Many Residents in Coral Springs and Parkland have been shocked at their most recent water bills. Photo by Bart Sadowski. Used with permission.
Many Residents in Coral Springs and Parkland have been shocked at their most recent water bills. Photo by Bart Sadowski. Used with permission.

By: Sharon Aron Baron

Caryn Nesser was shocked when she opened April water bill and discovered it was $956.

Nesser, a resident of Parkland Golf & Country Club, typically is billed around $150 a month for her family of three.

“I thought there must have been some kind of error in billing. I walked around the house and checked to make sure nothing was running, and that there weren’t any leaks,” she said. “The second thing I did was call North Springs Water District and left a message.”

Caryn left the message on Friday, April 7 and said she never received a phone call back.

According to their website, 40,000 residents in both Coral Springs and Parkland are provided water service from the North Springs Improvement District (NSID) and many have seen their water bills double, or even triple, in the past couple months. Many residents, like Nesser, have been sharing stories of their outrageous bills on social media platforms like Facebook and NextDoor.

Broward County Commissioner Michael Udine first started reading about the issue on social media a few months ago, then began receiving hundreds of emails from residents in Wyndham Lakes, Kensington, Parkland Golf & Country Club, Heron Bay and Watercrest.

“Resident don’t realize that these water districts are separate governmental entities with elected boards. As a county commissioner, I have zero oversight, but I’d like to see them do what’s right, and right now I feel there is a disconnect with the residents.”

On April 11, he wrote NSID District Manager Doug Hyche:

Dear Mr. Hyche:

Our office has received numerous inquiries over the last few days concerning the drastic increase in water bills directed to our mutual constituents. The complaints center around a drastic rise in water bill rates after the new meters were installed on their property. The residents have asserted that their bills have doubled or even tripled as compared to the previous year’s comparable month’s bill.

Could you please provide my office with an update on any irregularities that have occurred in relation to the meter “switchover/upgrade” that was recently installed and any remedies the district may be implementing to rectify billing issues with customers. If there have not been any issues with the upgrade, could you please provide an alternate explanation for the rise in water bills that customers are experiencing.

NSID responded to Udine:

The District would like to assure you, and the residents, that we are continuously monitoring and check ing all meters for irregularity in relation to the meters that were recently installed. A small percent of one type of meter was found to be misreading, which caused some residents to be under billed, not over billed. The affected residents were charged the monthly base fee only, and not for their actual consumption. The District has ben continuously monitoring and replacing that type of meter.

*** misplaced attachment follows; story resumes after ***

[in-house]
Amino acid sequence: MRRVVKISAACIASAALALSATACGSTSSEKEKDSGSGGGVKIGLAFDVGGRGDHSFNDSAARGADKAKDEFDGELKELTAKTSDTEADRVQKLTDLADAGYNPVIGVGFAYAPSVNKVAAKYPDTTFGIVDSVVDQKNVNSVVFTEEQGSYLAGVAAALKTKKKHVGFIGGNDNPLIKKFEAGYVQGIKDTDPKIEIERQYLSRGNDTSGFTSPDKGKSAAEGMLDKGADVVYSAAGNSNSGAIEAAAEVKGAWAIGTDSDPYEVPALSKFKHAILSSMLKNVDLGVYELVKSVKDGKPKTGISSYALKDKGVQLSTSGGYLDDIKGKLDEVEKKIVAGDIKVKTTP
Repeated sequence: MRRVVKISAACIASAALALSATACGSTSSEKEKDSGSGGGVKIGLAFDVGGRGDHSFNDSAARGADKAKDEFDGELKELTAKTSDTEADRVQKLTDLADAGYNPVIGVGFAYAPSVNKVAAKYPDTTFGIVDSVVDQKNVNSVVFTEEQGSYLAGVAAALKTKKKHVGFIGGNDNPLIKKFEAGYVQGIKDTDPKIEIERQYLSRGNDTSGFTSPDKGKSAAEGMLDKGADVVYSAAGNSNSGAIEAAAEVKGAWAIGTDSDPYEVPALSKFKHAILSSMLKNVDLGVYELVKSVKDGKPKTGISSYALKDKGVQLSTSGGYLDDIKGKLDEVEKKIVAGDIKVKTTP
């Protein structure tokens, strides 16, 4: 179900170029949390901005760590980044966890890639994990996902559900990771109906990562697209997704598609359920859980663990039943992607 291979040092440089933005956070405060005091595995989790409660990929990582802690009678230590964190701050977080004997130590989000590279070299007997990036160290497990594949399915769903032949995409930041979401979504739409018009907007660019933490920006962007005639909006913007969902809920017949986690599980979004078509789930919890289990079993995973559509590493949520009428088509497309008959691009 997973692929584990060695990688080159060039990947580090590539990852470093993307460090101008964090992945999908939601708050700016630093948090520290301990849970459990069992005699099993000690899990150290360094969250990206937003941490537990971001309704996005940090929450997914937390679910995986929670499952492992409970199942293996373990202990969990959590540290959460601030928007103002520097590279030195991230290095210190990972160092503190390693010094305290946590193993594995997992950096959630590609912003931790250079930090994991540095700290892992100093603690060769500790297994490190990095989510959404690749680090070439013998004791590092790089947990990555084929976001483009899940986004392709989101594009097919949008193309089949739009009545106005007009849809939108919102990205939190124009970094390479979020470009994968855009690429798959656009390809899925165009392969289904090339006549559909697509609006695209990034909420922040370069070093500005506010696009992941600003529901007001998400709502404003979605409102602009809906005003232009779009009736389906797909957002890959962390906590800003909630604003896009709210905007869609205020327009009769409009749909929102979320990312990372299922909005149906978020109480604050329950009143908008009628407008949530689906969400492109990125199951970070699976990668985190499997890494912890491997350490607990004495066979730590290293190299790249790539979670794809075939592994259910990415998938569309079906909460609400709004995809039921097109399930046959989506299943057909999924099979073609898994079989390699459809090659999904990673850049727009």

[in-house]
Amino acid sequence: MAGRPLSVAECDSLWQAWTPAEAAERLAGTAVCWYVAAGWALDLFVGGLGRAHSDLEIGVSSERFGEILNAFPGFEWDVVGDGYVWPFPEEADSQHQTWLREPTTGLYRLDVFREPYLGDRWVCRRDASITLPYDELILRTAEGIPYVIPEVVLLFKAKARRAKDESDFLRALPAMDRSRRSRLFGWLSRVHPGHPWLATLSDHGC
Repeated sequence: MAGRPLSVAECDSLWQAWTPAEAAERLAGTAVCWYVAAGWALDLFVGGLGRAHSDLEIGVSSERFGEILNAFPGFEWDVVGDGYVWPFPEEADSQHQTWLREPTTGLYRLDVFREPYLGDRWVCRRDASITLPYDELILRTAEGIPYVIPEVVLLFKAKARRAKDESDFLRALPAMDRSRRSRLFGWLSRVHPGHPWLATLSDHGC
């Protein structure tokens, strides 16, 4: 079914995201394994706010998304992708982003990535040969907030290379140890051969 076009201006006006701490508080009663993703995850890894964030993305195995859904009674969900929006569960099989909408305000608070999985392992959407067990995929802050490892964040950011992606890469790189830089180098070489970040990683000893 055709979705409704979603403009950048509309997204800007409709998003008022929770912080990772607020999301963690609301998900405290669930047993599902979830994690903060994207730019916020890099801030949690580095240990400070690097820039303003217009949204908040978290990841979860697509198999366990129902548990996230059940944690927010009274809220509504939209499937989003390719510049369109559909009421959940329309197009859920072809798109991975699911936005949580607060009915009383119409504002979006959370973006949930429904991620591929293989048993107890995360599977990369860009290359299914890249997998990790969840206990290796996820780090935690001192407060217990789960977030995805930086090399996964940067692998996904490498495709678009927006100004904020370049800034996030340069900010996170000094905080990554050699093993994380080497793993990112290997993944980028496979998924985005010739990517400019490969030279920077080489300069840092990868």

Furthermore, the high water usage could be due to a few reasons such as; irrigation settings, leaks and the span of the billing cycles.

Nesser’s bill showed that she used 106,190 gallons of water in April versus 21,238 in March and NSID pointed out that she was watering everyday.  She said that even with her sprinklers set for ten minutes for each zone, there was no way she could use that much water.

“It shouldn’t cost you hundreds of dollars to water your lawn. It shouldn’t be that much,” said Udine.

He said that in the letter, NSID also claims that faulty meters are primarily to blame for the increases.

“That’s their only job, and you mean to tell me their meters weren’t working?”

Udine said that their response shows that they changed out what they knew to be hundreds of faulty water meters with newer models. They did this knowing that bills would drastically increase without any notice to the public.

“They seem to be saying that the residents are taking advantage of the district and now the meters have been fixed and using too much water.”

Nesser wasn’t sure if she had even received a new meter. She said when Udine contacted NSID, hers was one of the highest bills. They have since agreed to give her a one-time reduction for $200.

Udine said he is also concerned that only those residents that personally contact NSID are getting relief. However, there have been instances where residents have had several hundred dollars taken off, and some have been told they have to pay it or their water will be shut off.

“They seem to be pacifying the end users, and the people that complain the loudest, but what about the people that don’t realize theirs is an issue?”

While there is no resolution yet, Udine hopes to look into it further and make sure there is some kind of reassurances the residents will be billed correctly.

“It’s so inefficient that everyone needs to call them to get resolution. There has to be a reason why there isn’t any consistency here.”

A petition is being signed by residents who have been affected. To find out more, view it here.  To contact North Springs Improvement District, go here.

Meeting schedule for NSID here.